The first big sale at Sundance happened over the weekend, as Mindy Kaling’s film Late Night sold to Amazon for $13 million. Directed by Nisha Ganatra, it’s an intriguing premise about a boy’s-club writer’s room forced to diversify their staff by hiring Kaling’s character. The sale comes on the heels of last week’s Academy Awards nominations announcement that declared five men in the running for Best Director, as has been the case for 85 of the Academy’s 90-year history. Imagine two women directors competing against each other in this category, let alone five. Kathryn Bigelow is the only woman director to have ever won, for The Hurt Locker, a film about what the ravages of war do to men.
Greta Gerwig didn’t win. When Guillermo del Toro’s name was announced, I gasped—and then felt mad at myself for doing so. I’d been so on guard the whole night, but still her loss shocked me. It was so blatant, so punishing. The Shape of Water winning in this category felt both random and calculated. It felt like the Academy had been humoring us. The message seemed clear enough: You can have your fun with your ribbons, but know your lane.
In 2018, there were, as always, many worthy movies directed by women—Leave No Trace, The Rider, Destroyer, Private Life, Madeline’s Madeline, to name a few. But in terms of the generally agreed-upon rules that Oscar movies seem to follow, Can You Ever Forgive Me? hit all the marks. It’s based on a true story that takes place in 1980s New York during the height of the AIDS epidemic. It centers around the friendship between two lonely eccentrics, played by Richard E. Grant and Melissa McCarthy. It’s full of Oscar-clip moments, but they're as a pleasant side effect instead of the entire cynical impetus for its existence. It’s also just a really good movie. I saw it in the theater, and it reminded me of seeing movies as a kid. You walk out feeling like you’ve just had a full meal. Afterward, I said, “There’s no way Marielle Heller won’t get nominated for best director.”
She didn’t. Which teaches us two valuable lessons. One, I need to stop making pronouncements to friends. Two, the Academy allocates its awards carefully. For it did, indeed, deem Can You Ever Forgive Me? award-worthy, to a point. McCarthy and Grant both received acting nominations, as did Nicole Holofcener and Jeff Whitty for Best Adapted Screenplay. It’s Heller who received nothing, and the film itself wasn’t nominated for Best Picture, despite there being two slots to spare (eight films were nominated this year out of a maximum of 10.) The Academy had a chance to move the needle by adding another woman’s name to its flimsy lifetime list and opted against it. It’s a classic Academy move. Nominate a woman-directed film for a bunch of other awards to hide the fact that you’re not nominating the director herself, which also serves the convenient dual purpose of reminding the director of her place.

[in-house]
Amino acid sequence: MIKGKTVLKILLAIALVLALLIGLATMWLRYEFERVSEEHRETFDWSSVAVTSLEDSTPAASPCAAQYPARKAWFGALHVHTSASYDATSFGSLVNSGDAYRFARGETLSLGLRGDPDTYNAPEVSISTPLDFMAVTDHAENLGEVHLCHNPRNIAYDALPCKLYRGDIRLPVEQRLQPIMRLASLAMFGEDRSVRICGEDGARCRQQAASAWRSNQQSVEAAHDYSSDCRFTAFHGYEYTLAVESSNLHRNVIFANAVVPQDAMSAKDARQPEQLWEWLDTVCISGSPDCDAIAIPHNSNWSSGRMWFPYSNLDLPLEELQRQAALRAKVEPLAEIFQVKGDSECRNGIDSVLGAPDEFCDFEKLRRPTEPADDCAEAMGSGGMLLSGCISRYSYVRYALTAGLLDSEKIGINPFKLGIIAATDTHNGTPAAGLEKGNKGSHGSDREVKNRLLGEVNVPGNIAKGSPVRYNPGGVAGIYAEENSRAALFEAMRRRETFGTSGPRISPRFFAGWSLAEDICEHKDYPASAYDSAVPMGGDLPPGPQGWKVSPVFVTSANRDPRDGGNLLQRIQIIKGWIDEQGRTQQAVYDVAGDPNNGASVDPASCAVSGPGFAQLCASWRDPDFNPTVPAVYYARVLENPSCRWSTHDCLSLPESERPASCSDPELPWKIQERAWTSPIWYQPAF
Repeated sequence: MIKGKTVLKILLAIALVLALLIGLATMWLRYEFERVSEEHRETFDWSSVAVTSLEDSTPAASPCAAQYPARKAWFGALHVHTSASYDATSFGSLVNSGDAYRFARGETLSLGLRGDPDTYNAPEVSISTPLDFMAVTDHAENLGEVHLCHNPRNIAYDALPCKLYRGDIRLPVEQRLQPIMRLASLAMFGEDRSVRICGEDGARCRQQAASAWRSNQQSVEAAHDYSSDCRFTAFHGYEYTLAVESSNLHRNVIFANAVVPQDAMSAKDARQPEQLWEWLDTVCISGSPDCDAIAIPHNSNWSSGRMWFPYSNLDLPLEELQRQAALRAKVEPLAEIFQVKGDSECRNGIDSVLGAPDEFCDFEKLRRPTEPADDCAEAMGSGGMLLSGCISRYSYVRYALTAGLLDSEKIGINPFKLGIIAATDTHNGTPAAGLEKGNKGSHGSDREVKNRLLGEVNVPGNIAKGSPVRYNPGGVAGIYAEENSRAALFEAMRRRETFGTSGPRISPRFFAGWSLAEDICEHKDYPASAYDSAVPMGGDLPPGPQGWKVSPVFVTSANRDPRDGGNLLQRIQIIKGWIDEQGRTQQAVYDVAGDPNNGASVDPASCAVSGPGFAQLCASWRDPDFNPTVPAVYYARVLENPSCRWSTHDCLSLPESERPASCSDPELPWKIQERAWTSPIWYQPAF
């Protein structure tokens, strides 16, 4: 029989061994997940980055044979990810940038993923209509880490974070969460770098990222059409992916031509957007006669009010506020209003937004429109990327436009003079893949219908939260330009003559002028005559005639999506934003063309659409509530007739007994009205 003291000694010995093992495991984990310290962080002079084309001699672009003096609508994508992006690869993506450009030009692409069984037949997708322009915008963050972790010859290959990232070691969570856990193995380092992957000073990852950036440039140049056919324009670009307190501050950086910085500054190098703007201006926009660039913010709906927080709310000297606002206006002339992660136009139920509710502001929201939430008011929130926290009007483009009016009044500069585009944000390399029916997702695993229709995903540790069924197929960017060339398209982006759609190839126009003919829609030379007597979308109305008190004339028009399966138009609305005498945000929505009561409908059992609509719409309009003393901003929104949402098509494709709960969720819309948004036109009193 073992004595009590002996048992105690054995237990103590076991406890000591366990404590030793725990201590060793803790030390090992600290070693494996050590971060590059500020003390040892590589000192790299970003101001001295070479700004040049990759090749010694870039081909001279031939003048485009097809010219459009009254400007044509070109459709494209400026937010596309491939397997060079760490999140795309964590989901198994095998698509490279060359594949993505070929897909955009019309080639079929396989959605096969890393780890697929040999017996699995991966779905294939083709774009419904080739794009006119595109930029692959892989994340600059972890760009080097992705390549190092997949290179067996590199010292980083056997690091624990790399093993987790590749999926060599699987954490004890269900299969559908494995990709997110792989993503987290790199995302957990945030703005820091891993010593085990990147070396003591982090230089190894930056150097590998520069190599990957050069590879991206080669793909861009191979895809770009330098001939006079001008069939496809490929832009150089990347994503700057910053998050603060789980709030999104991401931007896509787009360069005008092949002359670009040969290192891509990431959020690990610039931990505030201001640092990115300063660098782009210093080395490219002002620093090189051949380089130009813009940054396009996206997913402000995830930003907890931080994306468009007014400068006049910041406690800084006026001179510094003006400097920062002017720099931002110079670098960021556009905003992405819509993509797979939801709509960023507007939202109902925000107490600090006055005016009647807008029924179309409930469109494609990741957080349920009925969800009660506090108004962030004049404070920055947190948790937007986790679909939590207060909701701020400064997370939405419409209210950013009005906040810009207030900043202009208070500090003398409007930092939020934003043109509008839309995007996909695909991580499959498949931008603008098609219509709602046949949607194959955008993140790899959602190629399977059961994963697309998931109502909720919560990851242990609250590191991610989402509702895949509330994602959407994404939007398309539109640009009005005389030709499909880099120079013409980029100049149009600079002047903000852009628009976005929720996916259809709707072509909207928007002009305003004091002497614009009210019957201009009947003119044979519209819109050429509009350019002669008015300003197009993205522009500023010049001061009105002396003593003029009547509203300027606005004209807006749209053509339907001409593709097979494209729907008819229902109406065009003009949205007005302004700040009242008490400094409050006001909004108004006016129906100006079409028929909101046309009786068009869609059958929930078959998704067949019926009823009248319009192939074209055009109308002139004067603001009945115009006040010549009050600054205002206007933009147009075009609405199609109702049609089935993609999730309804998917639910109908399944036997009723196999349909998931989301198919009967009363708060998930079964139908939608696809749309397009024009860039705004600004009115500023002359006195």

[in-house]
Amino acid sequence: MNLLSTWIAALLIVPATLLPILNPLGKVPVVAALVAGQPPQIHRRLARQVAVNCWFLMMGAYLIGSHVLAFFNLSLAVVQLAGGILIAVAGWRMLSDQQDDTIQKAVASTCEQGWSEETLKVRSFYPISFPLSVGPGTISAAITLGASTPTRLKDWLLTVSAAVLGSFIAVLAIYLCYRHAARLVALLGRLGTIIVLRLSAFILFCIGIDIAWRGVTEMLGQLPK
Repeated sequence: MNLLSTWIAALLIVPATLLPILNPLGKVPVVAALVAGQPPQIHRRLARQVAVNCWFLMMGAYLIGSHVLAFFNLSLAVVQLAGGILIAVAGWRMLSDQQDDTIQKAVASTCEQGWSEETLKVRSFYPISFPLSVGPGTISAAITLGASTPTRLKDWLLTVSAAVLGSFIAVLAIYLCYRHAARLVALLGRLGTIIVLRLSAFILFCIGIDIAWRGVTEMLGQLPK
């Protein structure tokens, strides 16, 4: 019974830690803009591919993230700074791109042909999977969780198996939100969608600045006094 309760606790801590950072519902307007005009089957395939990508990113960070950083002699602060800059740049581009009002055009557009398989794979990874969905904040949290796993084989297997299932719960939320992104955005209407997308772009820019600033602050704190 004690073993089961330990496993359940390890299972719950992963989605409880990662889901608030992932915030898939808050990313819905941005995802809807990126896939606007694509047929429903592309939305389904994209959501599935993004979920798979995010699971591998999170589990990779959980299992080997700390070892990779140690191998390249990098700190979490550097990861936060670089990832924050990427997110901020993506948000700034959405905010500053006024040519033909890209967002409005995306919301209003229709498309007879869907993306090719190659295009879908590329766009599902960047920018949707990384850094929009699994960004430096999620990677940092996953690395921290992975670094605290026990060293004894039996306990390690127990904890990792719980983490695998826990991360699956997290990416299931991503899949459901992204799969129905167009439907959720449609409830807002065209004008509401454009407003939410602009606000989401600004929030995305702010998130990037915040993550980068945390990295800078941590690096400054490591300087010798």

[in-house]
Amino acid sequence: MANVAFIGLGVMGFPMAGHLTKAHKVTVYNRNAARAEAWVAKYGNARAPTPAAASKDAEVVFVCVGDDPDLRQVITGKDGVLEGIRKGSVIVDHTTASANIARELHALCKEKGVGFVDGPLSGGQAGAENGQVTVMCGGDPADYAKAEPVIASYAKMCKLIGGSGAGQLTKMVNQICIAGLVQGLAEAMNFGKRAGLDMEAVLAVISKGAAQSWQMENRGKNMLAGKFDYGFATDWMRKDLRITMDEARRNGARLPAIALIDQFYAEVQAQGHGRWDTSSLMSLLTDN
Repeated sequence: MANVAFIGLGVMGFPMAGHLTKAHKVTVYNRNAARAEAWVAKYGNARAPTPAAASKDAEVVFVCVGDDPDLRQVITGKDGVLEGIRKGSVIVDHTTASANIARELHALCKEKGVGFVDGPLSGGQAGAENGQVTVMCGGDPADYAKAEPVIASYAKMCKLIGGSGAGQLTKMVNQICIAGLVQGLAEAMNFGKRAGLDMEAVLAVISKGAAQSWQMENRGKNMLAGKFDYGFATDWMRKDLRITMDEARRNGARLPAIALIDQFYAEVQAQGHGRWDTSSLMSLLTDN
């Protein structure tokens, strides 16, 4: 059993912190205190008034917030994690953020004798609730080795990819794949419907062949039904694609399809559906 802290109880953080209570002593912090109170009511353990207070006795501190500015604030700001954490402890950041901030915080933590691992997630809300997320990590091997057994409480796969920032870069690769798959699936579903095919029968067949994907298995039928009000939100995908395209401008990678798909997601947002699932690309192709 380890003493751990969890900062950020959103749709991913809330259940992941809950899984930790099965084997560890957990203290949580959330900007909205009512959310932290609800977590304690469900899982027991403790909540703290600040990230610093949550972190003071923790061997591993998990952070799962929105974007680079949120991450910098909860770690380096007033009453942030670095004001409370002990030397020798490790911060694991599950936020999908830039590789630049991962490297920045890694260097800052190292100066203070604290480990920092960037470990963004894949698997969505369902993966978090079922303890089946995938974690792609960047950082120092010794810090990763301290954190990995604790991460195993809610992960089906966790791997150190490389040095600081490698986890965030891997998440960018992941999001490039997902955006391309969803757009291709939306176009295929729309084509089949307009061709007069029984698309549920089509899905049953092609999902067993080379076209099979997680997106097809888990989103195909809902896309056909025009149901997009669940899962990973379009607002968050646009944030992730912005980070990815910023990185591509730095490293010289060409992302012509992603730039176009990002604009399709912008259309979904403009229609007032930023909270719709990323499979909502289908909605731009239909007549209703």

My pick for Oscars host is Frances McDormand doing her exact same speech, same dress, same everything, just so there’s a visual of how the gaps between women nominees grew wider, not narrower, this year.
It would be nice if I could end on a hopeful note. Perhaps I could mention more women finally getting offered big Hollywood directing jobs, like Hannah Marks directing John Green’s Turtles All the Way Down, or Chloe Zhao directing the Marvel movie, The Eternals? I’m happy to hear about those jobs, for sure. Give us all the jobs. But it’s annoying that this is history-making news, that there’s still a feeling of women being done favors, or that we’ve proved ourselves at last. If anything, it’s the system that has something to prove to us. It’s rude and weird that we have to sit through another ceremony where the only ones to cheer on are men. I’ve lost track of whether there’s going to be an actual host, but my nominee is Frances McDormand doing her exact same speech, same dress, same hair, same everything, just so there’s a visual of how the gaps between women nominees grew wider, not narrower, this year.
I grew up loving movies and wanting to make them. I still do. One of the most challenging parts of being an adult is realizing that the majority of influences that shaped me, that made me who I am, were conceived by men. It’s time to build a new system. One that doesn’t revolve around the attainment of a tiny man covered in gold leaf, to conceal his actual worth.
Is that hopeful enough?
Starlee Kine is a writer and radio producer. Her writing has appeared in the New York Times Magazine and California Sunday, and she has been featured on This American Life and was an editorial advisor for the S-Town podcast.